GREEN BAY, Wis. — First lady Jill Biden will visit Green Bay, Wis., on Friday to learn about apprenticeship programs for high school and college students.

It’s one of several initiatives in the Rail Yard Innovation District — an area in downtown Green Bay that’s focused on economic development. 

What You Need To Know

  • Jill Biden will visit Green Bay’s Rail Yard Innovation District for a roundtable discussion

  • Dozens of business and condos are housed in the Rail Yard District

  • Influx of companies into the Rail Yard District has helped the city grow its youth apprenticeship program

Brent Weycker is a partner and owner of the Rail Yard Innovation District. Weycker said a big goal his team has for the area is to bring all the historic warehouse buildings back to life.

“That involves kind of taking this turn of the century-old buildings and bringing technology and infrastructure to them, and allowing us to get people to work here and move their businesses here,” he said. “And just kind of redevelop this part of downtown of Green Bay.”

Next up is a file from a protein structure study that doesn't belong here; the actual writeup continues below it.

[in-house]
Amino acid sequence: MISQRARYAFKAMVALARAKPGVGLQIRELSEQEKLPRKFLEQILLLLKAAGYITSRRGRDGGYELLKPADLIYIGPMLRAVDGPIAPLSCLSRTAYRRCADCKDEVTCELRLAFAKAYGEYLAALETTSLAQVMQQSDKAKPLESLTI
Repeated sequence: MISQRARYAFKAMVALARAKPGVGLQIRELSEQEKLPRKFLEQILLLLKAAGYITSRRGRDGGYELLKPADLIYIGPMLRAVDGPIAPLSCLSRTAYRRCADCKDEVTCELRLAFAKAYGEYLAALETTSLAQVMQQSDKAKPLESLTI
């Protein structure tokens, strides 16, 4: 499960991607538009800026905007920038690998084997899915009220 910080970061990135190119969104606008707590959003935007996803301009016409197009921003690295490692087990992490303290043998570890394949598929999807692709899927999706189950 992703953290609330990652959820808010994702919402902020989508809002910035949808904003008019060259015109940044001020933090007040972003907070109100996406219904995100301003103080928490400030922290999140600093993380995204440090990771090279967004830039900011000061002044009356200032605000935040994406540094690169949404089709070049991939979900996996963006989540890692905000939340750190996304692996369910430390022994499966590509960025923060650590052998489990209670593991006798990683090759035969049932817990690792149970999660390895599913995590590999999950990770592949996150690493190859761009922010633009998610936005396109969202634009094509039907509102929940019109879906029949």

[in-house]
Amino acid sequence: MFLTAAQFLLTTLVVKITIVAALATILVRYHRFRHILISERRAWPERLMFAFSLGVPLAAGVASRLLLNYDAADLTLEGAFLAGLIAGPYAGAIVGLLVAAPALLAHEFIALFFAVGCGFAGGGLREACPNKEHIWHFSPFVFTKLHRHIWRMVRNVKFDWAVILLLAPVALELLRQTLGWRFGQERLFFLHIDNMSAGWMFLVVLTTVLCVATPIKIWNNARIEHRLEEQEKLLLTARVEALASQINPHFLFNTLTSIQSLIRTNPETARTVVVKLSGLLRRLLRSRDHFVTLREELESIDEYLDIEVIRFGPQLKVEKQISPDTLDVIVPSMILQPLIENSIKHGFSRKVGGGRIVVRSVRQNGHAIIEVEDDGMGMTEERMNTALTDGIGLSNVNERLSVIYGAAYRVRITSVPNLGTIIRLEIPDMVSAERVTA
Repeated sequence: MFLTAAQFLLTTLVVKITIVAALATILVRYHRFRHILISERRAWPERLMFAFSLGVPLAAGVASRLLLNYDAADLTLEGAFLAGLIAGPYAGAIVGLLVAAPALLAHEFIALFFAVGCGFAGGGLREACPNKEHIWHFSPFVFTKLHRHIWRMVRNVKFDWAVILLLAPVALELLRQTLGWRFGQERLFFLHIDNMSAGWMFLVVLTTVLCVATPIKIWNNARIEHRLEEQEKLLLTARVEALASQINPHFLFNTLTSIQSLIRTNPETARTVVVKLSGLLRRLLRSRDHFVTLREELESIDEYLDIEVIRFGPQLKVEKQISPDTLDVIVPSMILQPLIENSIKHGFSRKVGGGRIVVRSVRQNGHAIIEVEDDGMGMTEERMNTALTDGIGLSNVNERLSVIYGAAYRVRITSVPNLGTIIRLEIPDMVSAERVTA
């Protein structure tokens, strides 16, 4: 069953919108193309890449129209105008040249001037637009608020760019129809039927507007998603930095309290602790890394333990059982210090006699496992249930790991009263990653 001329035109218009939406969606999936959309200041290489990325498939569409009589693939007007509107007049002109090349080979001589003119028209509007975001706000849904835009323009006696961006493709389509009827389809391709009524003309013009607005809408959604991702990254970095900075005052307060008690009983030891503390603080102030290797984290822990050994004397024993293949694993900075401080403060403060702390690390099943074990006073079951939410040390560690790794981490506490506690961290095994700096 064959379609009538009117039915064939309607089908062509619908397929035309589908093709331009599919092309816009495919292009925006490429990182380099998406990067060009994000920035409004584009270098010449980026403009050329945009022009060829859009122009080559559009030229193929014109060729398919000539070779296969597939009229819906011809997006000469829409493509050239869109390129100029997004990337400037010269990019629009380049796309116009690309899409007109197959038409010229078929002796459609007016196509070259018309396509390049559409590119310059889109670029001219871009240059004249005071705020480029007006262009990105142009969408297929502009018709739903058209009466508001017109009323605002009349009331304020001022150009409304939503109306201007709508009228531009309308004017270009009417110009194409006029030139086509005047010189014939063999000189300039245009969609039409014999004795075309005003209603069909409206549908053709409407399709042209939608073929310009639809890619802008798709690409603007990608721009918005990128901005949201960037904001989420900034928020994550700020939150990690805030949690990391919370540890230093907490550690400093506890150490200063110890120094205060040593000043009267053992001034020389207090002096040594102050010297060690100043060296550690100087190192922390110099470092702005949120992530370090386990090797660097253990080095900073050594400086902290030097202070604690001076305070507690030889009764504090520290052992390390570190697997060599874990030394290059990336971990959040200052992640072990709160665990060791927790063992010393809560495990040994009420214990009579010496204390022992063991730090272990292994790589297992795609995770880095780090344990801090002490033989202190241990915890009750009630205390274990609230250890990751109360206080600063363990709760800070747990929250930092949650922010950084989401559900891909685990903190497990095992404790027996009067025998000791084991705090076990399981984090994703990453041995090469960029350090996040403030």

The 23 acres of the Rail Yard Innovation District sat mostly vacant for nearly 15 years. Weycker said his company has brought in over two dozen businesses and condominiums to the district.

“Now they’re functioning, usable buildings and they’re adding to the tax base and helping the downtown get more people down here,” Weycker said.

Eric Vanden Heuvel with the Greater Green Bay Chamber of Commerce said this modernization of the historic Rail Yard District is helping to bring in a younger labor force.

“The work that we’re trying to lead at the chamber from a workforce development standpoint is finding innovative ways to help businesses meet the talent crisis and finding a program and a way to get high school students engaged in the workforce,” Vanden Heuvel said.

Vanden Heuvel said this influx of companies into the Rail Yard District has helped the city grow its youth apprenticeship program, too.

“So as recently as 2021, we were serving about 150 students in our region. And then this collaboration, and really, the ability to pull partners together, has helped us grow to over 1,100 students who are participating throughout northeastern Wisconsin,” Vanden Heuvel said.

Weycker said the key to attracting new businesses and spurring economic development is upgrading the technology.

“The big thing was to get the high-speed fiber here and now to fill up the buildings with tenants. A lot of these buildings are, frankly, getting occupied almost fully,” Weycker said.